The famous classical composer’s mother was a moor. It’s a fact that became popular again after this cast of his African facial features contradicted the “idealized” paintings of the man history likes to re-imagine.
The Boy Pharaoh of Ancient Egypt is often depicted as fair skinned. But these images recovered from his tomb (in addition to several other artifacts) have identified him as a black African.
Or at least Saint Nicholas (270 – 343 AD), the saint that the legend is based on. Old Saint Nick was born in what’s now considered Turkey (at the time a metropolis for people of African descent).
Hannibal of Carthage — one of the greatest military strategists in history is often depicted with much… narrower features. But these coins depicting Hannibal and his famous army of elephants leave little doubt in the minds of many historians of his African ancestry
No course covering Philosophy 101 is complete without referencing Christian theologian Saint Augustine. What’s less commonly covered is his African origins and birth place of (modern-day) Souk Ahras, Algeria;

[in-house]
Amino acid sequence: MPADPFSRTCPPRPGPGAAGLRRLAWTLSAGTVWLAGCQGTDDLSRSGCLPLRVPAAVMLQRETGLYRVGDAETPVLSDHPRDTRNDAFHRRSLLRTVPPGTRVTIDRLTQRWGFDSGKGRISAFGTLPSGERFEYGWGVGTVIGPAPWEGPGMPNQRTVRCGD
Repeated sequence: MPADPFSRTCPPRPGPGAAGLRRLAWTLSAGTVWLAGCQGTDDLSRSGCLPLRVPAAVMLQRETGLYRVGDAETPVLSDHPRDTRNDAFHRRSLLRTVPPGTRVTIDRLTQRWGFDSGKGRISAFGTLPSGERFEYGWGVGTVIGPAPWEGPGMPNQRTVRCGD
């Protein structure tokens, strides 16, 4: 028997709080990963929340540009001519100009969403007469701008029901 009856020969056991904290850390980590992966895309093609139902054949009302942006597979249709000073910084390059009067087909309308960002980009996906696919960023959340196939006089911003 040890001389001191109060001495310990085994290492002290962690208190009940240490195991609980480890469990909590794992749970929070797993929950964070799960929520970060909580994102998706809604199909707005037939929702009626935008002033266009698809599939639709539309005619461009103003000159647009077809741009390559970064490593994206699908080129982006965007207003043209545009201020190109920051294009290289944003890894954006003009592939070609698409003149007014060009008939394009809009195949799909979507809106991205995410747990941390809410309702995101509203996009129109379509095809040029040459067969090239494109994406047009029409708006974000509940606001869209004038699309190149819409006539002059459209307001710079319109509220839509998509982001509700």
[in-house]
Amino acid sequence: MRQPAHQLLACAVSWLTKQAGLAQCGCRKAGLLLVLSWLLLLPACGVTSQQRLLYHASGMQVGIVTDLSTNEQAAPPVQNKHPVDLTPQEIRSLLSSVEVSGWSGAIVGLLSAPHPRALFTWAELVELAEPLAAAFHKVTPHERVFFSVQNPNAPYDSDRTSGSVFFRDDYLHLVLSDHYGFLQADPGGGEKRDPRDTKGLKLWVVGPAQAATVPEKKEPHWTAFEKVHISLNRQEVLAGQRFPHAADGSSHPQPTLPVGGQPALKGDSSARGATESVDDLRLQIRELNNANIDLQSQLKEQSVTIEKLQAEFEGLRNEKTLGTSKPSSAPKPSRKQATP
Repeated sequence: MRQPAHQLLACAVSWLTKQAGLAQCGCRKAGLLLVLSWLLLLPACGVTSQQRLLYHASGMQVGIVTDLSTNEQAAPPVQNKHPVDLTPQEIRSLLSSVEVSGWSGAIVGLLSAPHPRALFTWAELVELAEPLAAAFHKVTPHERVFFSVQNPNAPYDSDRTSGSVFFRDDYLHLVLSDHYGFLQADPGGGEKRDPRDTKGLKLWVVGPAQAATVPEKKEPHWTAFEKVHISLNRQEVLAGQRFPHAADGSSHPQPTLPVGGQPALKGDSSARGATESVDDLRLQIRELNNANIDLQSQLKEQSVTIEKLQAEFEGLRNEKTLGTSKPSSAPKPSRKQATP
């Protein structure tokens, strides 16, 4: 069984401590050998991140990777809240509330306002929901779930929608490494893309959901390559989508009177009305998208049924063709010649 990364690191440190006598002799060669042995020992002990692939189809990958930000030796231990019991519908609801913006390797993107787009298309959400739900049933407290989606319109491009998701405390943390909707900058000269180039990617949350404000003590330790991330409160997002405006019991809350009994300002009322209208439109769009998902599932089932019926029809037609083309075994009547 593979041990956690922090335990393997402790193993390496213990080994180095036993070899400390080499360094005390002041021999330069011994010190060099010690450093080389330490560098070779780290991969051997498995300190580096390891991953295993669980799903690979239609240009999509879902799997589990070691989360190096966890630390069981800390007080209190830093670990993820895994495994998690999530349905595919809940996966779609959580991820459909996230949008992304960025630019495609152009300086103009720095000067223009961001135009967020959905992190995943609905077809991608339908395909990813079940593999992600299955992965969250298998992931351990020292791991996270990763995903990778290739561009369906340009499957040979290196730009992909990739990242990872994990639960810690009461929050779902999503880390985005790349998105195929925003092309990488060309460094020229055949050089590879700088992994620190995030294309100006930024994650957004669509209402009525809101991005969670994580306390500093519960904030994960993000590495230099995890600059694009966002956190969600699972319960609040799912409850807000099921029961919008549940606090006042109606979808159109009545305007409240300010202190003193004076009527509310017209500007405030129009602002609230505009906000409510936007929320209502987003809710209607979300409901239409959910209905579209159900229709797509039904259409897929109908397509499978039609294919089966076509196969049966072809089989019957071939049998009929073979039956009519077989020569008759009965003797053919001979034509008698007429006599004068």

THE AUTHOR OF THE THREE MUSKETEERS AND THE COUNT OF MONTE CRISTOAlexandre Dumas was the son of the General Dumas born in 1762 to a white father and an enslaved mother. General Dumas was such a good general that he made his rival — Napoleon Bonaparte — nervous. Thanks to Napoleon’s machinations, the General ended up imprisoned in a dungeon for years — the story that inspired Alexandre to write The Count of Monte Cristo about his father.
For black history buffs, it’s really all about the Hamiltons. Alexander Hamilton isn’t just the man on the $10 bill, he was the United States’ first Secretary of the Treasury.
His mother, Rachel Fawcett Lavain, was said to be of “mixed blood” and his father was the son of a Scottish Duke. Alexander’s older brother was dark-skinned and treated as black. But Alexander was light enough to pass and went on to establish the first national bank in the American colonies, founded the U.S. mint and wrote most of the Federalist Papers.
The original “tall, dark and handsome” actor didn’t hide his Black and Native American heritage. And when he saw “colored” and “white” bathrooms on the set of Gone With The Wind, he refused to continue working until all of the cast members were treated equally.